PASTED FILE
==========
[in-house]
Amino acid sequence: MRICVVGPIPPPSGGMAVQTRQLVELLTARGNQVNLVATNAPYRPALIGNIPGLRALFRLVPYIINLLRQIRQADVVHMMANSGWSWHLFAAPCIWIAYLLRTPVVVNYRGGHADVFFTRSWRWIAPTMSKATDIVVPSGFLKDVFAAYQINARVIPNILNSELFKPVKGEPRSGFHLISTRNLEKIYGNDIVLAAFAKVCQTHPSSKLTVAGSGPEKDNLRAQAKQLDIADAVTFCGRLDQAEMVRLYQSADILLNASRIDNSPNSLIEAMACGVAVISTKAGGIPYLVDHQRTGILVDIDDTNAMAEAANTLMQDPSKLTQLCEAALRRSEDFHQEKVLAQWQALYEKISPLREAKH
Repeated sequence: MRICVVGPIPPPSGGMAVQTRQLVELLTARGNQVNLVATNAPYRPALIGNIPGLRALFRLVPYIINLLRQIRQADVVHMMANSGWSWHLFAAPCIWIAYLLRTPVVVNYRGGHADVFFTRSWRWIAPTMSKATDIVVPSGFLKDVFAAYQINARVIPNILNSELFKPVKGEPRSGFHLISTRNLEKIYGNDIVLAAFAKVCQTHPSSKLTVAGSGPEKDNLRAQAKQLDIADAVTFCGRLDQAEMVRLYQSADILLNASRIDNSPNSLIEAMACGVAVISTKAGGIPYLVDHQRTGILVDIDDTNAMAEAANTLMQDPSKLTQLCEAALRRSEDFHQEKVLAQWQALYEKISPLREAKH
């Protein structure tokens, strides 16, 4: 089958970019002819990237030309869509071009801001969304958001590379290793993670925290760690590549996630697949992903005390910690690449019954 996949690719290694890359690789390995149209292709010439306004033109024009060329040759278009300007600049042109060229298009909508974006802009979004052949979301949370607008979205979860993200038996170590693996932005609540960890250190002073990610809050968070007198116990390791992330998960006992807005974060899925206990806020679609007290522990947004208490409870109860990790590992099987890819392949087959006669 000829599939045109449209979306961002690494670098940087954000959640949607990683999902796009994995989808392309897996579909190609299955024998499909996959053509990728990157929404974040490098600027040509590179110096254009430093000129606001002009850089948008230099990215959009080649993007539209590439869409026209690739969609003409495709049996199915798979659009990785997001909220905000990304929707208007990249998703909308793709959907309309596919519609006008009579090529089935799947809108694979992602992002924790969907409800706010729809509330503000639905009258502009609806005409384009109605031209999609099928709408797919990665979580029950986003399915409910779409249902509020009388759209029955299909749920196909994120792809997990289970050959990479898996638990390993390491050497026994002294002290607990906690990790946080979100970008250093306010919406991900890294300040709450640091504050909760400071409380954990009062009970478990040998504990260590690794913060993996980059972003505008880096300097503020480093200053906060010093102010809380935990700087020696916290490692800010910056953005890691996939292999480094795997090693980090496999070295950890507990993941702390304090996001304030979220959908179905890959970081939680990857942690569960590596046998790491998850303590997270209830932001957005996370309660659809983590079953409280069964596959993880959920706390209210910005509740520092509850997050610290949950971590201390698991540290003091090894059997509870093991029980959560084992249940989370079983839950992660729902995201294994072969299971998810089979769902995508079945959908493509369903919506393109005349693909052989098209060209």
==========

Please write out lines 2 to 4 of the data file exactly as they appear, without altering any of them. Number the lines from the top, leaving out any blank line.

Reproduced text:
Amino acid sequence: MRICVVGPIPPPSGGMAVQTRQLVELLTARGNQVNLVATNAPYRPALIGNIPGLRALFRLVPYIINLLRQIRQADVVHMMANSGWSWHLFAAPCIWIAYLLRTPVVVNYRGGHADVFFTRSWRWIAPTMSKATDIVVPSGFLKDVFAAYQINARVIPNILNSELFKPVKGEPRSGFHLISTRNLEKIYGNDIVLAAFAKVCQTHPSSKLTVAGSGPEKDNLRAQAKQLDIADAVTFCGRLDQAEMVRLYQSADILLNASRIDNSPNSLIEAMACGVAVISTKAGGIPYLVDHQRTGILVDIDDTNAMAEAANTLMQDPSKLTQLCEAALRRSEDFHQEKVLAQWQALYEKISPLREAKH
Repeated sequence: MRICVVGPIPPPSGGMAVQTRQLVELLTARGNQVNLVATNAPYRPALIGNIPGLRALFRLVPYIINLLRQIRQADVVHMMANSGWSWHLFAAPCIWIAYLLRTPVVVNYRGGHADVFFTRSWRWIAPTMSKATDIVVPSGFLKDVFAAYQINARVIPNILNSELFKPVKGEPRSGFHLISTRNLEKIYGNDIVLAAFAKVCQTHPSSKLTVAGSGPEKDNLRAQAKQLDIADAVTFCGRLDQAEMVRLYQSADILLNASRIDNSPNSLIEAMACGVAVISTKAGGIPYLVDHQRTGILVDIDDTNAMAEAANTLMQDPSKLTQLCEAALRRSEDFHQEKVLAQWQALYEKISPLREAKH
């Protein structure tokens, strides 16, 4: 089958970019002819990237030309869509071009801001969304958001590379290793993670925290760690590549996630697949992903005390910690690449019954 996949690719290694890359690789390995149209292709010439306004033109024009060329040759278009300007600049042109060229298009909508974006802009979004052949979301949370607008979205979860993200038996170590693996932005609540960890250190002073990610809050968070007198116990390791992330998960006992807005974060899925206990806020679609007290522990947004208490409870109860990790590992099987890819392949087959006669 000829599939045109449209979306961002690494670098940087954000959640949607990683999902796009994995989808392309897996579909190609299955024998499909996959053509990728990157929404974040490098600027040509590179110096254009430093000129606001002009850089948008230099990215959009080649993007539209590439869409026209690739969609003409495709049996199915798979659009990785997001909220905000990304929707208007990249998703909308793709959907309309596919519609006008009579090529089935799947809108694979992602992002924790969907409800706010729809509330503000639905009258502009609806005409384009109605031209999609099928709408797919990665979580029950986003399915409910779409249902509020009388759209029955299909749920196909994120792809997990289970050959990479898996638990390993390491050497026994002294002290607990906690990790946080979100970008250093306010919406991900890294300040709450640091504050909760400071409380954990009062009970478990040998504990260590690794913060993996980059972003505008880096300097503020480093200053906060010093102010809380935990700087020696916290490692800010910056953005890691996939292999480094795997090693980090496999070295950890507990993941702390304090996001304030979220959908179905890959970081939680990857942690569960590596046998790491998850303590997270209830932001957005996370309660659809983590079953409280069964596959993880959920706390209210910005509740520092509850997050610290949950971590201390698991540290003091090894059997509870093991029980959560084992249940989370079983839950992660729902995201294994072969299971998810089979769902995508079945959908493509369903919506393109005349693909052989098209060209």